You may discover that by the time the officer could have obtained a valid reading, your car was too close to the speed detection device rendering that reading invalid.

Even when properly raised, some technical defects may be overcome by the officer's testimony at a ticket hearing. For example, an officer might testify, "In addition to the radar reading of 84 mph, I clocked the defendant with my speedometer at 82 mph before I pulled him over."

While it is also true that most jurisdictions require maintenance of patrol cars, including periodic verification of the accuracy of their speedometers, in most jurisdictions the odds of having inadmissible radar or laser and speedometer evidence are quite small.

"Necessity" or Safety as an Excuse

It has been documented that the safest speed for driving is ordinarily the average speed of traffic. It may thus be possible to argue that, although you were driving in excess of the speed limit, it would have been dangerous to drive at the actual speed limit. (e.g, the average speed of traffic is 70 mph, and the posted speed limit was 55 mph).

Unfortunately, this defense rarely works:

  • First, it necessarily involves the admission that you were violating the posted speed limit.
  • Second, under such circumstances it is usually the fastest cars on the road that are stopped by the police.

Utilize Traffic Court Discovery

Some states offer defendants in traffic court little to no opportunity to obtain evidence from the prosecutor, other than the citation itself, prior to a hearing on their ticket. Other states offer the ability to demand that the prosecutor produce evidence that it may use in court, with the scope of discovery varying significantly between states. Sometimes a review of discovery materials will reveal an avenue of defense to what had previously appeared to be an unbeatable ticket.

  • When discovery is available, learn the state and local rules governing discovery for your ticket and how to properly serve your discovery request.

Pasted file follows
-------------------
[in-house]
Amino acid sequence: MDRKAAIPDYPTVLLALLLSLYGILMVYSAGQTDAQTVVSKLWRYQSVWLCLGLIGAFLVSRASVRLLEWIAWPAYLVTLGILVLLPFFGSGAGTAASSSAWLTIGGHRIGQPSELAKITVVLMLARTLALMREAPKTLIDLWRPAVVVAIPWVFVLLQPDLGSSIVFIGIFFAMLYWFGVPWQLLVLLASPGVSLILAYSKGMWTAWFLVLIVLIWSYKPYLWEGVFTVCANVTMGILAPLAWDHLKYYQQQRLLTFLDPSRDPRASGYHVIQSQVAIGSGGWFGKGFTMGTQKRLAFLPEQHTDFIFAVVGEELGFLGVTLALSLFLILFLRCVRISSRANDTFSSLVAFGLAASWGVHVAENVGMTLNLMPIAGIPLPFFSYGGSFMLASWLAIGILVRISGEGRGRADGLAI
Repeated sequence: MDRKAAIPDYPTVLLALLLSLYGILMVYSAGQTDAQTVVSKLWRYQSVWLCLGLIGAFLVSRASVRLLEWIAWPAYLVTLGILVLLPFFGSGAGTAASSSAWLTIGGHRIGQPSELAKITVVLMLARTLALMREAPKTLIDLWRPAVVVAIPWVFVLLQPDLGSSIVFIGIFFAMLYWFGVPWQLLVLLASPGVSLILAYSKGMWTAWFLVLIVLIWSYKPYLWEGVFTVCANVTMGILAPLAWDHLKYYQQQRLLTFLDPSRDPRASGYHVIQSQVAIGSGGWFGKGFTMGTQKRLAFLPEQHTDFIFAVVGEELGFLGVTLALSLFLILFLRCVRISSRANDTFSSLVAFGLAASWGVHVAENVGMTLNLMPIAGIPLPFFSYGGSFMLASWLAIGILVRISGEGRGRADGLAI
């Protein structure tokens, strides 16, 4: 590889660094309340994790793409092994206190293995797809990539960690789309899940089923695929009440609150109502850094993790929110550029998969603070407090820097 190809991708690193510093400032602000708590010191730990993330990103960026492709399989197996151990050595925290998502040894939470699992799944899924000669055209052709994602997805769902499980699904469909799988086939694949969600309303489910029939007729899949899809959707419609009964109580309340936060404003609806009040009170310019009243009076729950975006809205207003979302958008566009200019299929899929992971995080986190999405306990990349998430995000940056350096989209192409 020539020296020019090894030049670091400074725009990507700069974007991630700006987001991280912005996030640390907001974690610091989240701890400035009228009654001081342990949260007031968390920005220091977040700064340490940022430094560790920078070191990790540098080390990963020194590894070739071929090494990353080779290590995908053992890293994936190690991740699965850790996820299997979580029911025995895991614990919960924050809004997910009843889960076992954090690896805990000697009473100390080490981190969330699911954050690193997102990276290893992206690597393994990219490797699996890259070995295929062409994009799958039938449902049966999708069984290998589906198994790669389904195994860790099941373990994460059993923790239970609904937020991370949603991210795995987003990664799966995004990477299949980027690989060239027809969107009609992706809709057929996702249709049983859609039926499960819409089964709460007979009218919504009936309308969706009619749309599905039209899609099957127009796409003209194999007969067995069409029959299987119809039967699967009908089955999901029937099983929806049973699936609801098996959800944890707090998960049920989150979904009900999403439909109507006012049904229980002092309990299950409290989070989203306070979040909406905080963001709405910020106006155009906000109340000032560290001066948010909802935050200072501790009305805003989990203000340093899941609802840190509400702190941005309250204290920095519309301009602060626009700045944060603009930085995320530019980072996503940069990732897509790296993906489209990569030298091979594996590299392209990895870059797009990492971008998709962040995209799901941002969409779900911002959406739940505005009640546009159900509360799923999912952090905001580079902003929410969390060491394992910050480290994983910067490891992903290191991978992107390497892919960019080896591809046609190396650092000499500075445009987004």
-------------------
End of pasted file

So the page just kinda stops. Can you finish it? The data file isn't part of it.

• When discovery is not available, make the most of the previously described public records laws.

Sometimes the prosecution will fail to comply with discovery, triggering a potential sanction ranging from an adjournment, to the possible exclusion of the non-disclosed evidence from their case, to a possible dismissal. Make sure that you make a timely discovery request, as a late request may prevent you from using non-disclosure of the requested information as a defense to the ticket.

Mundane Excuses Probably Won't Work

If you are stopped for speeding, stating that your bladder is about to burst, that you weren't paying attention to the speed limit (for any reason), or any other excuse that is not a credible account as to why your driving conduct was not necessary to avoid an imminent accident, is not likely to convince an officer not to ticket you, and is not likely to convince a court not to convict you.

At most, excuses of that nature may provide a basis for mitigation, where out of sympathy the officer tickets you for, or the court convicts you of, speeding at a lower speed than was recorded. When issuing the ticket at a lesser speed than was measured, an officer will typically also make note of your actual speed on a ticket so that the court and prosecutor will be aware that you have already received a break.

Sometimes an outlandish excuse can work - if the officer believes it. For example, a woman I know managed to avoid a ticket by explaining to the officer that she was speeding because she was almost out of gas, and wanted to make it to a gas station before she ran out. She sincerely believed her excuse, and the officer let her off with a warning. A couple of weeks later, while at a restaurant with her family, the officer approached her table with a couple of his fellows and asked that she recite the excuse she had given - apparently, there was some skepticism at the police station as to whether somebody had actually given such an incredible excuse for speeding.

Copyright © 2003 Aaron Larson, All rights reserved. No portion of this article may be reproduced without the express written permission of the copyright holder. If you use a quotation, excerpt or paraphrase of this article, except as otherwise authorized in writing by the author of the article you must cite this article as a source for your work and include a link back to the original article from any online materials that incorporate or are derived from the content of this article.

This article was last reviewed or amended on May 8, 2018.